Technology-Lawyer

Dennis Kennedy

Technology Law and Legal Technology. Dennis Kennedy is one of the few technology lawyers who is also an expert on the underlying technologies. Dennis an award-winning leader in the application of technology and the Internet to the practice of law. DennisKennedy.com gives you access to a wide variety of Dennis Kennedy's resources on legal technology, his writings, his well-known blog, DennisKennedy.Blog, and information about how you can have Dennis speak to your organization or group.

Dennis Kennedy is one of the most knowledgeable legal technologists you will find. - Michael Arkfeld.

Dennis Kennedy, a lawyer and legal technology expert in St. Louis, Mo., has been a significant influence in the ever-evolving relationship between lawyers and the Web. - Robert Ambrogi

Posts Tagged ‘podcast’

Recent Kennedy-Mighell Report Podcasts: The Legal Tech Multiverse and Digital Manners

Wednesday, June 1st, 2011

Tom Mighell and I have recorded two more episodes of The Kennedy-Mighell Report podcast since I’ve last posted about podcasts on this blog. They are now available on the Legal Talk Network and on iTunes, with an RSS feed here.

Our last two episodes:

Missing Manners for the Digital Age (#56)

The episode description:

Should you really be checking your BlackBerry while I’m having a conversation with you? Do you need to reply to every email, text message, cell phone call and Twitter direct message? When is it OK to unfriend people on Facebook? In this episode, Dennis Kennedy and Tom Mighell discuss the evolving notion of “digital etiquette,” where people are most likely to make missteps in digital manners, and their take on guiding principles for good and polite behavior in our digital world.

Sometimes Tom and I know exactly where we want to go with our podcasts and sometimes it’s a surprise to us where they go. This episode is an example of the latter type. Before we hit record, we were saying that we had no idea where this one was going to go. At the end, we were quite pleased with the directions it had taken and some of the topics we touched on. See what you think.

The genesis for this episode was our appreciation for the new Slate podcast on digital manners called “Manners for the Digital Age” with Farhad Manjoo and Emily Yoffe. The premise is that our new digital world might well require a whole new set of etiquette rules.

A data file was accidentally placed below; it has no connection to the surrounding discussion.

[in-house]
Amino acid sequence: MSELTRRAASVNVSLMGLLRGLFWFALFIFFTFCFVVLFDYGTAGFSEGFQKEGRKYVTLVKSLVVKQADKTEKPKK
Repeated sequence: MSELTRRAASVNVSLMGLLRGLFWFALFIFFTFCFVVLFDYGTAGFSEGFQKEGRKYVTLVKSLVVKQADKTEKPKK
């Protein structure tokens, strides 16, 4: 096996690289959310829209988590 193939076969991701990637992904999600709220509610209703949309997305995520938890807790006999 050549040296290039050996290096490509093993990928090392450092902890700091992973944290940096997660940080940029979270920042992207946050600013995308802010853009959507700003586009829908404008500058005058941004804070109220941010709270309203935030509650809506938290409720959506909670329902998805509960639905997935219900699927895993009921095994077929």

We take a look at whether traditional etiquette rules, the old email etiquette rules, or even good old common sense get us to where we need to be in our new social media world.

We touch on WIlliam Gibson’s notion that, especially with smartphones, the Internet now has intruded into and is part of our “real world” experience. We also have the feeling that “common sense” really doesn’t get us far enough. We discuss some of our own pet peeves and take some tentative steps for suggestions for ways to deal with digital etiquette.

In our Q&A segment, we dive into the topic of QR codes (note this blog’s QR code below). Our Parting Shots deal with gadgets and keyboard shortcuts.

The Legal Technology Multiverse (#55)

The episode summary:

As the number of legal technology options and platforms have increased, management of legal technology has become more complicated than ever before. Routine recommendations are changing because of smartphones, use of Macs, Web 2.0 and other changes. In important ways, our view of technology and even the Internet has become more personalized and less universal. In this episode, Dennis Kennedy and Tom Mighell discuss how our technology is becoming more complex and varied, the resulting changes to questions you must ask and traditional recommendations, and ways to start to address the implications of this trend.

I’m of two minds about this podcast. I’m so pleased with the actual content and our treatment of the topic. I also quite disappointed that I had a technical glitch that required the use of the backup recording for me. Thanks again to the stellar crew at the Legal Talk Network for salvaging the episode.